By Kim Francesca Martinez
Cries of corruption have long plagued the collective reputation of boxing sanctioning bodies, whose mea culpas (if offered at all) do little to disabuse the fight press and public of their suspicions that unethical practices do indeed prevail.
Consider the case of William James, former Ratings Chairman of the International Boxing Federation.
James, employed by the IBF from June 7, 2010, until June 2, 2012, has sued the sanctioning body in New Jersey’s Union County Court.
In 2011, James claims that Luis Franco, featherweight and one of the shining stars of the 2004 Cuban Olympic squad, had been conferred a Top 10 ranking by the IBF, despite that Franco “did not meet the criteria to be ranked in the Top 10 and that it was illegal [and] in violation of the Muhammad Ali Act of 2000.”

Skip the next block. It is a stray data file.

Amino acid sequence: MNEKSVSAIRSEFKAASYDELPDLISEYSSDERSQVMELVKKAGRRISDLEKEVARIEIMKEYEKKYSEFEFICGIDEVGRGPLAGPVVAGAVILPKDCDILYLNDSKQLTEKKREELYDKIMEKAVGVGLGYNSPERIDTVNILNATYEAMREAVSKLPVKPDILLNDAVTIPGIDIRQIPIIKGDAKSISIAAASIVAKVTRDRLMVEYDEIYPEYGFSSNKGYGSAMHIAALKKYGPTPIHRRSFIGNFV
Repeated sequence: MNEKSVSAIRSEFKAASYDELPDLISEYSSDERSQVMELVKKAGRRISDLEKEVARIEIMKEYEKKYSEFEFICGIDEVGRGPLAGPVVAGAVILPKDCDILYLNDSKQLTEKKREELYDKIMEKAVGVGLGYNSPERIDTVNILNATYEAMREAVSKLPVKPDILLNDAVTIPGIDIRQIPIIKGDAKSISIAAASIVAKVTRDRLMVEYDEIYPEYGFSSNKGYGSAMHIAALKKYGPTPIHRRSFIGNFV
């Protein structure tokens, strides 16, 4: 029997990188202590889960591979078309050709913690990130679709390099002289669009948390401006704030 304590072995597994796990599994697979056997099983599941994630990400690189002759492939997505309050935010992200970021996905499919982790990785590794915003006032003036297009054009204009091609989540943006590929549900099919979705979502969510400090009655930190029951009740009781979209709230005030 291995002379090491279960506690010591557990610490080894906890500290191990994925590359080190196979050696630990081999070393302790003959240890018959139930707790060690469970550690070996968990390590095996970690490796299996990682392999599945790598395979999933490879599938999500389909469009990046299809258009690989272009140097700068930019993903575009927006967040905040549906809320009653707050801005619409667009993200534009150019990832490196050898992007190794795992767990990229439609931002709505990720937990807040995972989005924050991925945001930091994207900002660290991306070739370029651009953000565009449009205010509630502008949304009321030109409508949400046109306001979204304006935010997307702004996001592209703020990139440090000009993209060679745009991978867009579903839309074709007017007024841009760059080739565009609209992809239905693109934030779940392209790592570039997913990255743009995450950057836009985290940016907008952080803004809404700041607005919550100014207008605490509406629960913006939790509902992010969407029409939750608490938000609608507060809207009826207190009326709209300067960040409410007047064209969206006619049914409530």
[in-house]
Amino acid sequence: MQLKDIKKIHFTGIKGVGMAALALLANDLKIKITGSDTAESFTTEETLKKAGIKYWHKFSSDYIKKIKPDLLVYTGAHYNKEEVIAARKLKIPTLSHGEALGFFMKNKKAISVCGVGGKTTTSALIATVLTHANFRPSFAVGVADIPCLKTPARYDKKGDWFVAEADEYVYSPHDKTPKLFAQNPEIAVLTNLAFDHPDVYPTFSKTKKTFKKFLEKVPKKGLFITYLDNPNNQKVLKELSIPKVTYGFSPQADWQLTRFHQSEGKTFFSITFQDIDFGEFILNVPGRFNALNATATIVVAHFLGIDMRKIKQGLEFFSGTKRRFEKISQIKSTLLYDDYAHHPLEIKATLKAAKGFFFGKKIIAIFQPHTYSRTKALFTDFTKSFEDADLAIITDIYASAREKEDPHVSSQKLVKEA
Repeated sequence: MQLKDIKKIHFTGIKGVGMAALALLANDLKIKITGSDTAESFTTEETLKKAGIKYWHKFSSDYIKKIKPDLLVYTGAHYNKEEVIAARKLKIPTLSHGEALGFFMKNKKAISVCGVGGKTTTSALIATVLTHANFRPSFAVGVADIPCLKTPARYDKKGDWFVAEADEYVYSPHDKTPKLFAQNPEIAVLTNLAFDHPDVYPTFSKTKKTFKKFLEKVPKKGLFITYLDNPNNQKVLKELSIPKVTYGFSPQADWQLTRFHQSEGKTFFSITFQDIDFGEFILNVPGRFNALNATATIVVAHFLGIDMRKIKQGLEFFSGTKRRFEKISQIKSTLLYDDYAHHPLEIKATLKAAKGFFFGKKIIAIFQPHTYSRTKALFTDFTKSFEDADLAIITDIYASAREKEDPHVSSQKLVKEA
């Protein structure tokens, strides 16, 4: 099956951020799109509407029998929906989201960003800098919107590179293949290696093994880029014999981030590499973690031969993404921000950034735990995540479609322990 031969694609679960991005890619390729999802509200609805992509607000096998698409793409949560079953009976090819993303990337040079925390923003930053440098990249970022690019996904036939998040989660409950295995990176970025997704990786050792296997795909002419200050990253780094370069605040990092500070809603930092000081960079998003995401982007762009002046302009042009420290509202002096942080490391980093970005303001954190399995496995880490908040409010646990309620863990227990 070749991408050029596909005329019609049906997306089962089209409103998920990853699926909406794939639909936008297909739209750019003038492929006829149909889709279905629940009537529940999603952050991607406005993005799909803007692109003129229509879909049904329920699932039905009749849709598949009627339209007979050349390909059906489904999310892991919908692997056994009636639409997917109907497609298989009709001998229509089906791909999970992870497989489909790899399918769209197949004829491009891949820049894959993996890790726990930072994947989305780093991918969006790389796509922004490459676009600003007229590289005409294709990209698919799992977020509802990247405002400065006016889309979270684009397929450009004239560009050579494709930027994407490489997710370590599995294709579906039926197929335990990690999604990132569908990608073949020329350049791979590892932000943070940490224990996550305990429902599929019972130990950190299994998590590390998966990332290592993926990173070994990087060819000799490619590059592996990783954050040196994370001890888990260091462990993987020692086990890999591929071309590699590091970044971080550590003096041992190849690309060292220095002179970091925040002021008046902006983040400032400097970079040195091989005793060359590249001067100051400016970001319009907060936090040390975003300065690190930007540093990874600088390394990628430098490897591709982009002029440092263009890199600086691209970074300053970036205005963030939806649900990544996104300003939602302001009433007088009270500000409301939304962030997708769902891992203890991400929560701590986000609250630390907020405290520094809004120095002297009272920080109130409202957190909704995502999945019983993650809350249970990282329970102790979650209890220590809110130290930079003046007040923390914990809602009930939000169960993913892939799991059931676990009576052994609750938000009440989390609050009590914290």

Per James, Franco’s promoter, Gary Shaw, had been “[providing money to ‘Fight Fax,’ the business of Anibel Miramontes]’”—since June 2010, Miramontes had been in the IBF’s employ as a Ratings Consultant.
In his complaint, James alleges that he brought this to the attention of IBF Chief Executive Officer Daryl Peoples, only to be “ignored”— similarly, when he proceeded to inform the sanctioning body’s Board of Directors and request that they take action to halt the illegal activity, no resolution was reached.
In May 2012, James again raised his objections to IBF Treasurer and Board Member David McCullough, who allegedly responded with a “if you don’t keep your mouth shut, we are going to fire you.”
James then communicated his unwillingness to “work for a company that was corrupt.”
Five days later, James claims he was terminated “without any warning.” The explanation offered? That he “lived too far away.”
James, represented by Thomas McKinney, of Morristown, N.J., claims to have suffered lost revenues and emotional distress, and is seeking punitive damages for retaliation.
McKinney declined to comment on the lawsuit at time of print. As well, an email sent to IBF public relations was not immediately returned.
EDITOR'S NOTE: Promoter Gary Shaw, speaking with BoxingScene.com, denies the allegations being made, with respect to his company, in the lawsuit.